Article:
Count Down to OZ!

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Slow down the ageing process

– Yes really! As we age, body composition changes and we start to lose muscle and increase fat. Not good news since a healthy level of muscle to fat is associated with a lower risk of developing chronic diseases. Researchers at Kings College have found that running may protect against the ageing process by preserving the length of telomeres (structures at the end of chromosomes that carry genes) that normally shorten as we age.

Better bones

– Osteoporosis affects more than 200 million people worldwide so it’s good to know that weight-bearing exercise, like running, is one of the best ways to maintain bone health. Researchers at University of Missouri have found running to be more beneficial than resistance training on bone density as it stresses the whole body, especially the hips and spine.

Lower cholesterol

– Running increases the levels of High Density Lipoproteins (the ‘good’ kind of cholesterol) in your body while reducing the Low Density Lipoproteins LDL (the harmful type) according to the National Runner’s Health Study involving 12,000 runners. Great news as this lowers your risk of having a stroke or heart attack.

Brain power

– Running has been shown to increase mental skill and brain volume according to research at University of Illinois. Just 30-60 minutes of aerobic exercise three times a week can improve creativity and may help slow down the effect of ageing on the brain.

Stabilises blood sugar

– Exercise like running can significantly reduce levels of insulin – a hormone which carries sugar to tissues for energy. Running can improve the sensitivity of tissues to insulin, enabling more sugar to be used for energy rather than stored on the belly.

Lower blood pressure

– Regular running is a great way to improve the health of our arteries, pulse rate and in turn lowers blood pressure, a key risk factor for heart disease.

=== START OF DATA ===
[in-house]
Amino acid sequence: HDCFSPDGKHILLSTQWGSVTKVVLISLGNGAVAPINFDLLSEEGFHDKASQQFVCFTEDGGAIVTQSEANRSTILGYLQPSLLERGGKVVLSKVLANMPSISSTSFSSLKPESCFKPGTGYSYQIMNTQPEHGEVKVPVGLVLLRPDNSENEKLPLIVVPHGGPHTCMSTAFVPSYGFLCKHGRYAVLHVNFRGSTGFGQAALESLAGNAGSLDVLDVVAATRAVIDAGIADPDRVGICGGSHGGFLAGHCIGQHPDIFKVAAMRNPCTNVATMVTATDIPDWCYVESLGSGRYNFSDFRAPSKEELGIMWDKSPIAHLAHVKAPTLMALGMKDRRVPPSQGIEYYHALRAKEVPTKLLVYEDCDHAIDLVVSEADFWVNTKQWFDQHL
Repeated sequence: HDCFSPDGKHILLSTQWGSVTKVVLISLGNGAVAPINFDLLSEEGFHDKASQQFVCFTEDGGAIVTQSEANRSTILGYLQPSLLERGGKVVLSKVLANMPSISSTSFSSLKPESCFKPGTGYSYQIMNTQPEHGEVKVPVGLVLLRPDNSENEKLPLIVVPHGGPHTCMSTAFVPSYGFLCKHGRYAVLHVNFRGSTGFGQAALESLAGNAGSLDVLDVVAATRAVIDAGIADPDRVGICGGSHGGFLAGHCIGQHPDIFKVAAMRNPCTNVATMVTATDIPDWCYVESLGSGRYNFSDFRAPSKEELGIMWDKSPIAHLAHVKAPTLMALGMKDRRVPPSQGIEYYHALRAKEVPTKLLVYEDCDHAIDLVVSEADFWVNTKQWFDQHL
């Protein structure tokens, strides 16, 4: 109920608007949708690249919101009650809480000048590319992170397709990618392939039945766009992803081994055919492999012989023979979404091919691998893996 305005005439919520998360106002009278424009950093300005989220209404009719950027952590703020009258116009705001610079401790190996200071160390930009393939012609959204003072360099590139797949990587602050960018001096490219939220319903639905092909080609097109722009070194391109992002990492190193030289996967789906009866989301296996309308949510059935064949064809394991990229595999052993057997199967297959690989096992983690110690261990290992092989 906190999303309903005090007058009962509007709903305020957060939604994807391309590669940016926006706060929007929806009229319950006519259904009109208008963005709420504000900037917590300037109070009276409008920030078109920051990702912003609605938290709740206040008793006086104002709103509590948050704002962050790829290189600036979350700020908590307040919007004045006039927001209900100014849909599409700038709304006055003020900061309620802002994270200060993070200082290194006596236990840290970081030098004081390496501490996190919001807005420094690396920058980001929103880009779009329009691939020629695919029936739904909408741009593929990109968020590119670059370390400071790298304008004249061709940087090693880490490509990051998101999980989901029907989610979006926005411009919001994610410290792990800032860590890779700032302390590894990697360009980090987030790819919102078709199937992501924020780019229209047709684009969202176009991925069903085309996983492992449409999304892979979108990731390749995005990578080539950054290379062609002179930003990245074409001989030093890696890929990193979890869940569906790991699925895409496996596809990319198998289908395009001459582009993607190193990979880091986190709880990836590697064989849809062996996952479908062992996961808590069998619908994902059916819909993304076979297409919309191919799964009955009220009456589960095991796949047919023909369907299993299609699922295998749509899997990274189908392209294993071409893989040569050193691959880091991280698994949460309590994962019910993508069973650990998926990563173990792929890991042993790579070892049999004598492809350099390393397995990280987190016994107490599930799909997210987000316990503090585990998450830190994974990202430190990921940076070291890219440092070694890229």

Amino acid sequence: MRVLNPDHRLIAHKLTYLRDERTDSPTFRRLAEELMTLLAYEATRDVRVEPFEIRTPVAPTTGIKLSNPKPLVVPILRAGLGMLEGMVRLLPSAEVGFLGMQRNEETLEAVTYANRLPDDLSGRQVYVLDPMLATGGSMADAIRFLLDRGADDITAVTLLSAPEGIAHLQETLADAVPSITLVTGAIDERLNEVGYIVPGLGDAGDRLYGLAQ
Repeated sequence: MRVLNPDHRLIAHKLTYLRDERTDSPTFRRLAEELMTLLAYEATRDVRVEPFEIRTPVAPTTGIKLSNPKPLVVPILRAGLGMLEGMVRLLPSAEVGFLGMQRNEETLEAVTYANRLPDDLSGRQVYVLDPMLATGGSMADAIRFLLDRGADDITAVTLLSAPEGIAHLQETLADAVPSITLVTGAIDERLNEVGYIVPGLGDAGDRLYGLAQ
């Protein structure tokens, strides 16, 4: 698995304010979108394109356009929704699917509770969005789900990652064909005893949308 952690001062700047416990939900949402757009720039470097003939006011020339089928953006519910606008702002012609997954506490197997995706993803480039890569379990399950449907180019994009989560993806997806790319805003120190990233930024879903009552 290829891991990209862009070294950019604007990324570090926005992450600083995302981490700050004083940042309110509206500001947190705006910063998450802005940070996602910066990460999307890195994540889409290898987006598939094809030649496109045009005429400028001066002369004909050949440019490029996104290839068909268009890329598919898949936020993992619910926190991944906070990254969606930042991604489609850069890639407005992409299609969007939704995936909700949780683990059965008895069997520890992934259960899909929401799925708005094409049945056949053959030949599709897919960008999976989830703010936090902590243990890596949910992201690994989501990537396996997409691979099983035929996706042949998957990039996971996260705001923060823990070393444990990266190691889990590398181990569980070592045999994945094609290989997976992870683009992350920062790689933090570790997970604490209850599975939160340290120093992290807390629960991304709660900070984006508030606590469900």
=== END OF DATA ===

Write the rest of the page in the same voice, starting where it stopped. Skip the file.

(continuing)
Breathe more easily

– Aerobic workouts like running force us to breathe more deeply, strengthening muscle function and boosting our lung potential. Good news particularly if you suffer with respiratory conditions like asthma or want to boost lung health.

Boosts cardiovascular health

– Running is an excellent cardio workout which increases circulation and aerobic capacity beyond what is considered normal for your age. Studies published in the Journal Circulation found it reduces risk factors associated with cardiovascular disease.

Cancer Protective

– Various studies have shown that running increases the activity of cancer protective antioxidants and enzymes in the body. An 11-year study of 32,000 women published in Breast Cancer Research found that running women produce a less potent form of oestrogen than sedentary counterparts, reducing their risk of developing breast and uterine cancer by a third.

Enhances immune health

– Boost your immune system with a morning run. Aerobic exercise like running 30 to 90 minutes a day, several times a week, increases the circulation of immune cells which enhances their activity against germs and destroys viruses.

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